Read an Excerpt

Chapter 1:

They took me in my nightgown.
Thinking back, the signs were there—family photos burned in the fireplace, Mother sewing her best silver and jewelry into the lining of her coat late at night, and Papa not returning from work. My younger brother, Jonas, was asking questions. I asked questions, too, but perhaps I refused to acknowledge the signs. Only later did I realize that Mother and Father intended we escape. We did not escape.
We were taken.
June 14, 1941. I had changed into my nightgown and settled in at my desk to write my cousin Joana a letter. I opened a new ivory writing tablet and a case of pens and pencils, a gift from my aunt for my fifteenth birthday.
The evening breeze floated through the open window over my desk, waltzing the curtain from side to side. I could smell the lily of the valley that Mother and I had planted two years ago. Dear Joana.
It wasn’t a knocking. It was an urgent booming that made me jump in my chair. Fists pounded on our front door. No one stirred inside the house. I left my desk and peered out into the hallway. My mother stood flat against the wall facing our framed map of Lithuania, her eyes closed and her face pulled with an anxiety I had never seen. She was praying.
“Mother,” said Jonas, only one of his eyes visible through the crack in his door, “are you going to open it? It sounds as if they might break it down.”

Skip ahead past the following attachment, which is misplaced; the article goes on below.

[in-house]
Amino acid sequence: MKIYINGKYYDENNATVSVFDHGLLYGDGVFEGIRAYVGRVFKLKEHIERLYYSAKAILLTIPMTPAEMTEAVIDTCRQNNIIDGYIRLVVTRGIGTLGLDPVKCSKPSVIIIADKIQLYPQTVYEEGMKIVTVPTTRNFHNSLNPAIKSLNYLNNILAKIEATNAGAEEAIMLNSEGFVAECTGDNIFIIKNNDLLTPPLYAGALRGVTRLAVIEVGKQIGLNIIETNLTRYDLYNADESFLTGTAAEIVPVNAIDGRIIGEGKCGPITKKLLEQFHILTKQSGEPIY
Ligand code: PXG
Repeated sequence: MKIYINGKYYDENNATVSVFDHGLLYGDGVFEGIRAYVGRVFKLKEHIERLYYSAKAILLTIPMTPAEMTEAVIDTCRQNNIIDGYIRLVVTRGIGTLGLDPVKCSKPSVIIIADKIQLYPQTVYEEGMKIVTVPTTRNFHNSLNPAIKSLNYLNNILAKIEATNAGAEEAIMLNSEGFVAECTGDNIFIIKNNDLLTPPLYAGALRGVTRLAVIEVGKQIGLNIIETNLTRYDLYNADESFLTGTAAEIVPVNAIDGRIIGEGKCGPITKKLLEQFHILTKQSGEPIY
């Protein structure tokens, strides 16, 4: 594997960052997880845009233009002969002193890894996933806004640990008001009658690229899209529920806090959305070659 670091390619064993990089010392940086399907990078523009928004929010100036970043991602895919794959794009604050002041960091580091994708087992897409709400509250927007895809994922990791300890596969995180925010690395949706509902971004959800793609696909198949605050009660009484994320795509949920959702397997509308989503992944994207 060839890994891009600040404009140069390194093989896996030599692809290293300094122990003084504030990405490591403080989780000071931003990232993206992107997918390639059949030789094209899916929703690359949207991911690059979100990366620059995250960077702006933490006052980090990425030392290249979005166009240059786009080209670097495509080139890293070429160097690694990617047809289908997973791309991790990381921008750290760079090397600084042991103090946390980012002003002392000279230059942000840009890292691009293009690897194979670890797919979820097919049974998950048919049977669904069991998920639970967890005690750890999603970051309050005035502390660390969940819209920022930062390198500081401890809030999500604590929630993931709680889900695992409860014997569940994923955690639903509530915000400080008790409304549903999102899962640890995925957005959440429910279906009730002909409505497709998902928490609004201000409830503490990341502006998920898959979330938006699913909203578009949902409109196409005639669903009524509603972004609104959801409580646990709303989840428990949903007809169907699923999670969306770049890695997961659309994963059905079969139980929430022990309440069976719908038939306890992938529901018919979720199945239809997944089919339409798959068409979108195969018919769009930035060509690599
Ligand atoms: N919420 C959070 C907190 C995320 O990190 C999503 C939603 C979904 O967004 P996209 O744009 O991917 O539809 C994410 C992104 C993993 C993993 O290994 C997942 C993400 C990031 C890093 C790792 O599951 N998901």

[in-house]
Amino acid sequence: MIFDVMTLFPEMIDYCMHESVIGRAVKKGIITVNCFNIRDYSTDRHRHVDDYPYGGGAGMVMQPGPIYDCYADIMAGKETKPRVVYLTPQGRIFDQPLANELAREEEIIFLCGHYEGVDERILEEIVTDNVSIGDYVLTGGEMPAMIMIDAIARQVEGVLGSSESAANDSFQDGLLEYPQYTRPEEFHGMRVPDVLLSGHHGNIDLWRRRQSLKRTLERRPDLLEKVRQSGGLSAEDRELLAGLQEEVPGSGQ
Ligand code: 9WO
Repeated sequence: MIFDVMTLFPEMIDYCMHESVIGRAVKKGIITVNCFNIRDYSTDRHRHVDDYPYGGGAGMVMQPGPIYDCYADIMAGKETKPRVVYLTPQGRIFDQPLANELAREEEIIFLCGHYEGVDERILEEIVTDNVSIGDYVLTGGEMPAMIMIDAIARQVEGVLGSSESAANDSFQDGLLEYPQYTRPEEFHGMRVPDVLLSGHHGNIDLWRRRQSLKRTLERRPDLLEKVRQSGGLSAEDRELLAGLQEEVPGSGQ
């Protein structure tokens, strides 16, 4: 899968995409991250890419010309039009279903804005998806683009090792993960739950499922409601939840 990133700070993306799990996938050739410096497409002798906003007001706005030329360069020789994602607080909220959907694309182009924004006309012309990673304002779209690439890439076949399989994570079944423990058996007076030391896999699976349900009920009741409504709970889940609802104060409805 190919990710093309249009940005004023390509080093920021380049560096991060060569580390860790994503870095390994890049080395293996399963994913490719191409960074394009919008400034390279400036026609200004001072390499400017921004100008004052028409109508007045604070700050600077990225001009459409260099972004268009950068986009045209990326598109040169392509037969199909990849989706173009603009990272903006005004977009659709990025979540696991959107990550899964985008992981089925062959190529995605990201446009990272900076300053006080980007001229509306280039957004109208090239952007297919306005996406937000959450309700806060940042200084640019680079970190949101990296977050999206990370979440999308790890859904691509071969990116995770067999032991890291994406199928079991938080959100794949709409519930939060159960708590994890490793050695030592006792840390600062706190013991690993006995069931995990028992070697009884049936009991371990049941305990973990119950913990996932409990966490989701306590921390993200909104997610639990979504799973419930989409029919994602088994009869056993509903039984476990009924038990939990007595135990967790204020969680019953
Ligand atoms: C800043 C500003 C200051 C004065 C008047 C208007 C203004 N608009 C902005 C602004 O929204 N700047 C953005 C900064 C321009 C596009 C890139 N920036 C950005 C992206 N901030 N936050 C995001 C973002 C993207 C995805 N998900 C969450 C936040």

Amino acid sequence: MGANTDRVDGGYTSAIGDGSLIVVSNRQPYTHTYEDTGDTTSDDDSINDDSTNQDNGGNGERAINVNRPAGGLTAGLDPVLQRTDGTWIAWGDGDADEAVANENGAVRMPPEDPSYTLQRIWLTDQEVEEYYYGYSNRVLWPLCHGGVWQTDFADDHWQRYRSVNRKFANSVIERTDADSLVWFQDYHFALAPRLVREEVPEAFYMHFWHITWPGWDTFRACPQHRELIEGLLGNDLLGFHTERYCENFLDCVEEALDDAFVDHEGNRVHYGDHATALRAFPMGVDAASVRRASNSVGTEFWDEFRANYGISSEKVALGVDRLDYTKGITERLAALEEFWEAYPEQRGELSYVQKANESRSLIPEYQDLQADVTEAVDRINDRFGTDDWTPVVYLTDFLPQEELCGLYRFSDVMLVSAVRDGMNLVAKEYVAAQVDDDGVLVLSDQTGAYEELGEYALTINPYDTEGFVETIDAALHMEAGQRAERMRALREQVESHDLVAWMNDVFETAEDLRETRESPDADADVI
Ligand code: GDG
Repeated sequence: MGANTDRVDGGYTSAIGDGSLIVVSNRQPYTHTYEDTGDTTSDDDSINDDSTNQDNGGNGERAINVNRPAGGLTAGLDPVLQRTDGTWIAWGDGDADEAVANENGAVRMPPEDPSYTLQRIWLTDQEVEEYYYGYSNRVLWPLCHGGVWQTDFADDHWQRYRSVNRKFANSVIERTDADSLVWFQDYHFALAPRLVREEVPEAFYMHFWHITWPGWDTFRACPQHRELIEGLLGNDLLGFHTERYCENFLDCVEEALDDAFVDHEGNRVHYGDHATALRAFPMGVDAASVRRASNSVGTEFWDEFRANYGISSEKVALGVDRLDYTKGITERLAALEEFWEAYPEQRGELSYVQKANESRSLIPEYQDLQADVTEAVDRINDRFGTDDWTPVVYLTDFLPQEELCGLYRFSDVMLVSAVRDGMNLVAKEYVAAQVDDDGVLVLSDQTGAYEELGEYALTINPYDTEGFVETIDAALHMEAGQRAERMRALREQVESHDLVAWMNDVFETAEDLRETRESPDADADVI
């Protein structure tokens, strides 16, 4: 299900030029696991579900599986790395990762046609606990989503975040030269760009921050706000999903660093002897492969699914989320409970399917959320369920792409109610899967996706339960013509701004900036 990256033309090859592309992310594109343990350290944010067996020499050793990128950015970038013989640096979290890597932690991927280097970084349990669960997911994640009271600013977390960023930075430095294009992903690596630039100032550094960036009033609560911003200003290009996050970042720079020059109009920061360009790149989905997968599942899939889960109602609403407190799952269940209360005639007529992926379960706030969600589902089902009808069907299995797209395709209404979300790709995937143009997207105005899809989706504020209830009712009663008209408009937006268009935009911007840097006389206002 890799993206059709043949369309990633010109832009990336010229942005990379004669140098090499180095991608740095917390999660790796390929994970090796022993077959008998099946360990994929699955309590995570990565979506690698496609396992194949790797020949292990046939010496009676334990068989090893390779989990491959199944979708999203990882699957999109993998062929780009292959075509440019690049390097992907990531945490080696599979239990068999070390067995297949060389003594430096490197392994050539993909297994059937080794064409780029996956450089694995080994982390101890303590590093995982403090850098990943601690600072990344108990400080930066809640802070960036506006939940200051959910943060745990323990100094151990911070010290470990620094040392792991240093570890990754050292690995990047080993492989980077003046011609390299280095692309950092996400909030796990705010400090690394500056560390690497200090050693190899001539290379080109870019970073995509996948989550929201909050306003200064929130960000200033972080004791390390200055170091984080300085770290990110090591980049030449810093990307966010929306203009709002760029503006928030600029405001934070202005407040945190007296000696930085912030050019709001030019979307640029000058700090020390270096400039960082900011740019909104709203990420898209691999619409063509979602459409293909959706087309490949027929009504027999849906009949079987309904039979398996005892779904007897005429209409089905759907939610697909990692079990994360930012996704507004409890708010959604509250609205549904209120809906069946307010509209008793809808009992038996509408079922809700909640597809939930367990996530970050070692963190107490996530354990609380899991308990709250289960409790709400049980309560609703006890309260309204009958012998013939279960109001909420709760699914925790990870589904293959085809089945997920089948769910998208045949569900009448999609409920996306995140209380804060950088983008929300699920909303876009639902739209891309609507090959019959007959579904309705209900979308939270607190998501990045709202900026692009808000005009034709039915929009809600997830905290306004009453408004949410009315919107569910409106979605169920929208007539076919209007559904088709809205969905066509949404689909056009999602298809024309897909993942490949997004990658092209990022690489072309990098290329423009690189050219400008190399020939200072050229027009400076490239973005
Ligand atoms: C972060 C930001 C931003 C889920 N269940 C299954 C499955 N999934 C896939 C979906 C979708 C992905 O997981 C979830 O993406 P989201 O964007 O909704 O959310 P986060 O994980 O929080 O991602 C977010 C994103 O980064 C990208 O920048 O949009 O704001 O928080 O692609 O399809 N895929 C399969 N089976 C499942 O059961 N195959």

Mother’s head turned to see both Jonas and me peering out of our rooms. She attempted a forced smile. “Yes, darling. I will open the door. I won’t let anyone break down our door.”
The heels of her shoes echoed down the wooden floor of the hallway and her long, thin skirt swayed about her ankles. Mother was elegant and beautiful, stunning in fact, with an unusually wide smile that lit up everything around her. I was fortunate to have Mother’s honey-colored hair and her bright blue eyes. Jonas had her smile.
Loud voices thundered from the foyer.
“NKVD!” whispered Jonas, growing pale. “Tadas said they took his neighbors away in a truck. They’re arresting people.”
“No. Not here,” I replied. The Soviet secret police had no business at our house. I walked down the hallway to listen and peeked around the corner. Jonas was right. Three NKVD officers had Mother encircled. They wore blue hats with a red border and a gold star above the brim. A tall officer had our passports in his hand.
“We need more time. We’ll be ready in the morning,” Mother said.
“Twenty minutes—or you won’t live to see morning,” said the officer.
“Please, lower your voice. I have children,” whispered Mother.
“Twenty minutes,” the officer barked. He threw his burning cigarette onto our clean living room floor and ground it into the wood with his boot.
We were about to become cigarettes.